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Being asked to change employment start date California

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  • Being asked to change employment start date California

    In order to obtain health benefits, I'm being asked by HR to change my employment start date to a later one.
    I was told that if I didn't, it will be another 90 days before I can get my health coverage. I've been with this company for 6 months, and after 3 months, I asked for health benefits and was told a Kaiser package would be sent. It never arrived, and now this.
    Is this legal, and how will it affect me as an employee if I refuse to change the date?

  • #2
    Why would you need to change your employment date to LATER in order to get benefits SOONER? That just doesn't make any sense.

    Comment


    • #3
      That's what puzzles me. It just doesn't feel right, and I was worried that if I didn't agree to the request, the company may find some way to harass me. That is why I wanted to find out if this is something anyone else has experienced.
      It is possible that the company failed to enrol me (and some others) when it was supposed to, but failed to do that after 6 months of employment, but even so, it still makes no sense why my employment date needs to be altered in order to receive health benefits.
      All I was told was that there were only two open enrollments for Kaiser within a given year.
      Any advice?

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      • #4
        Even if there are only two open enrollments in a year, given that you'd already met the criteria for eligibility you shouldn't then become INeligible for the next enrollment. Sounds fishy to me, like they are trying to cover something up. Is the coverage retroactive? Meaning, will it cover back to the date you became eligible? Perhaps they are trying to avoid paying for the retroactive coverage that you may or may not be entitled to? Just a thought, don't read too much into it... I think you need to ask them EXACTLY how it is that setting your employment date LATER than it actually is means you will be eligible for benefits SOONER. Two open enrollments per year just doesn't explain it.

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        • #5
          Thanks again for replying.
          That also occurred to me, that my employer may be avoiding paying for retroactive coverage. That question remains if this is something that is allowed, and how it will affect how I report my earnings when my pay stubs reflect my start date.
          Now all I have to do is ask how altering my start date has anything to do with getting health insurance.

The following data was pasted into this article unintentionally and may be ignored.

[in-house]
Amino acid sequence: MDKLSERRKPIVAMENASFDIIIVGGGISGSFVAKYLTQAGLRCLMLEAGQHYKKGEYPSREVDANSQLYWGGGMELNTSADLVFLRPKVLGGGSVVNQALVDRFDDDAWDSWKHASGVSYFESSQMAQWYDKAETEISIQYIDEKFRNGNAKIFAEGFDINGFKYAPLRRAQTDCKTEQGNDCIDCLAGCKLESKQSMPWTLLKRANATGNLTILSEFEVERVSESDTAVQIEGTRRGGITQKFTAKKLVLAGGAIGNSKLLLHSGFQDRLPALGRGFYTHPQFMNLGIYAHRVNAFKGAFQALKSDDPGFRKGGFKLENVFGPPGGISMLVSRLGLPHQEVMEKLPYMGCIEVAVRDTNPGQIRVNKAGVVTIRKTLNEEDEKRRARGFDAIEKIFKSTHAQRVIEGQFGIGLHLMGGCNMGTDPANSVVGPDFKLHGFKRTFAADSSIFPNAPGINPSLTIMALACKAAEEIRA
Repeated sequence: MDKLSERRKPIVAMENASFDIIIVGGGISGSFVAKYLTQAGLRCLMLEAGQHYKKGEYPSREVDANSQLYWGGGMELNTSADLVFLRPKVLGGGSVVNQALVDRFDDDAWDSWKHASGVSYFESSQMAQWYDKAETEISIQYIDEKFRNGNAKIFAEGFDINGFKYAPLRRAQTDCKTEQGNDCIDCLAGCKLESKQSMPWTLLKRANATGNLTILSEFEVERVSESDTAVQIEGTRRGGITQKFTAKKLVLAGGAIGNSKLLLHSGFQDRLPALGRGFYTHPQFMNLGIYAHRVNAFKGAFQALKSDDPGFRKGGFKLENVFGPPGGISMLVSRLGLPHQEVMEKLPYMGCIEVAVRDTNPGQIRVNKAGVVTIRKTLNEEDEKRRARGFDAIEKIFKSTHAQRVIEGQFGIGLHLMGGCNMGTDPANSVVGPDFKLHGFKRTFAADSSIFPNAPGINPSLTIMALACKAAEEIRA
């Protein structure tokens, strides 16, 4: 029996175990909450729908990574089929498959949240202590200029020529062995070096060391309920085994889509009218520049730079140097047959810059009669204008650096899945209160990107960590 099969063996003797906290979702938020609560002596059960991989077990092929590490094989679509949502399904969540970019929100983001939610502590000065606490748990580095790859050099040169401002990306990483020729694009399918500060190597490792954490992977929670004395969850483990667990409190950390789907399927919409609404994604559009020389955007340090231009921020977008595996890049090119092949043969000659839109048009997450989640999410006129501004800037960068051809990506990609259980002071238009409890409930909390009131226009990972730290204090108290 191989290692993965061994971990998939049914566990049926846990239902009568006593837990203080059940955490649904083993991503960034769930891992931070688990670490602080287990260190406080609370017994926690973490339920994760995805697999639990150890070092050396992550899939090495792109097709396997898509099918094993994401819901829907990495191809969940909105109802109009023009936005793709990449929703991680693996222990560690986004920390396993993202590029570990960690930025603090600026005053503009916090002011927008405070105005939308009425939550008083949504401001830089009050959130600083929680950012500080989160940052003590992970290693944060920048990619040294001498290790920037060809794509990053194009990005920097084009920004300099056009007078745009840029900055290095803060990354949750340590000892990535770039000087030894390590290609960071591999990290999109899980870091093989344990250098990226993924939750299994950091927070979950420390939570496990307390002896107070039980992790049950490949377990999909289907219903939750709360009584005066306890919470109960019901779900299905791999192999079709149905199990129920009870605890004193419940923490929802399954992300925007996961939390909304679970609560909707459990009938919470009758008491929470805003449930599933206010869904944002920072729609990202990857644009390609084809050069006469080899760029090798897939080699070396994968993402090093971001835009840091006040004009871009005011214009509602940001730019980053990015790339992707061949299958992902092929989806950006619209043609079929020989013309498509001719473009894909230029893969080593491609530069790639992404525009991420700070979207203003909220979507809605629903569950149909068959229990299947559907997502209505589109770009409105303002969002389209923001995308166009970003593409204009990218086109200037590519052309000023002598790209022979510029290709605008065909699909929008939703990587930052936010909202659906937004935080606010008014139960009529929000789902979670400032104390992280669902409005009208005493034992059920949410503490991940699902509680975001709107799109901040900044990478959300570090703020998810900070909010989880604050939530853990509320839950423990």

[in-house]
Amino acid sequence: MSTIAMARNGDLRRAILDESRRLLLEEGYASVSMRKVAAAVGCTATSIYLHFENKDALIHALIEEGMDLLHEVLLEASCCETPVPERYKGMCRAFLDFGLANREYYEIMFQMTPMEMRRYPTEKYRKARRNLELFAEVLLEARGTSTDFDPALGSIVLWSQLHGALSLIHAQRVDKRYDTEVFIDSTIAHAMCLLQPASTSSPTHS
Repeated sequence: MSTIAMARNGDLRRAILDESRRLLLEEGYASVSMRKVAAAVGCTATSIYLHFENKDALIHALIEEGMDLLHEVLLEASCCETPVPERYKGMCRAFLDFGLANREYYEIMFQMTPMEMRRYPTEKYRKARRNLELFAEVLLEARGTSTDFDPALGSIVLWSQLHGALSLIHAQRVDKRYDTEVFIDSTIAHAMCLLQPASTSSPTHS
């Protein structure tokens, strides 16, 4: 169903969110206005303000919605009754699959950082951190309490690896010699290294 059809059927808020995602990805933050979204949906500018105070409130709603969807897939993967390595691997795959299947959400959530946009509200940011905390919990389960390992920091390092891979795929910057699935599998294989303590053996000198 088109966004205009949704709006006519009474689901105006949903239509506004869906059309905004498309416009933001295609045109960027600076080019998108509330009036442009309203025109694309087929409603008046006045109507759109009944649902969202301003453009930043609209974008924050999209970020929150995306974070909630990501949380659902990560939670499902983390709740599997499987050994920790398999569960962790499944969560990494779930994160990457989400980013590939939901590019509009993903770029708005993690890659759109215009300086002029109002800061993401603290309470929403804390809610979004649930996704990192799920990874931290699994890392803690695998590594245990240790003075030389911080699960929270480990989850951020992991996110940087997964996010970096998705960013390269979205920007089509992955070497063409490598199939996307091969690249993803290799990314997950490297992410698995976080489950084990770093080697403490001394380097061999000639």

It seems a really peculiar request.
          Wish me luck; I hope I don't get flak for daring to question HR.

          Comment


          • #6
            It may be because other than open enrollment, an employee can only obtain coverage upon a qualifying event or as a new hire. If they missed the date to cover this person as a new hire, then they would be considered a late applicant and not eligible until the next open enrollment. Thus, if they lie about the actual hire date, they can enroll this person as a new hire.

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            • #7
              Besides, the employer is the one who determines the "hire date", not the employee. Even if it is completely off the wall.
              I don't respond to Private Messages unless the moderator specifically refers you to me for that purpose. Thank you.

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              • #8
                CA Dreamin's suggestion is the one that first came to my mind. I've been known to fudge a start date for an employee by a couple of days if there was a valid reason why the enrollment date was missed.
                The above answer, whatever it is, assumes that no legally binding and enforceable contract or CBA says otherwise. If it does, then the terms of the contract or CBA apply.

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                • #9
                  That makes sense. Just wanted to make sure the OP wasn't going to get the short end of the stick by going along with the employer's request.

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                  • #10
                    Thank you all for your input. I was very uncomfortable with the idea that bordered on falsifying information, and worried that it could affect other benefits like vacation time.
                    I tried looking up labor laws, and couldn't find a way to ask this question. If that is the only way I can obtain coverage, I guess I'd have to go with it.

                    Comment

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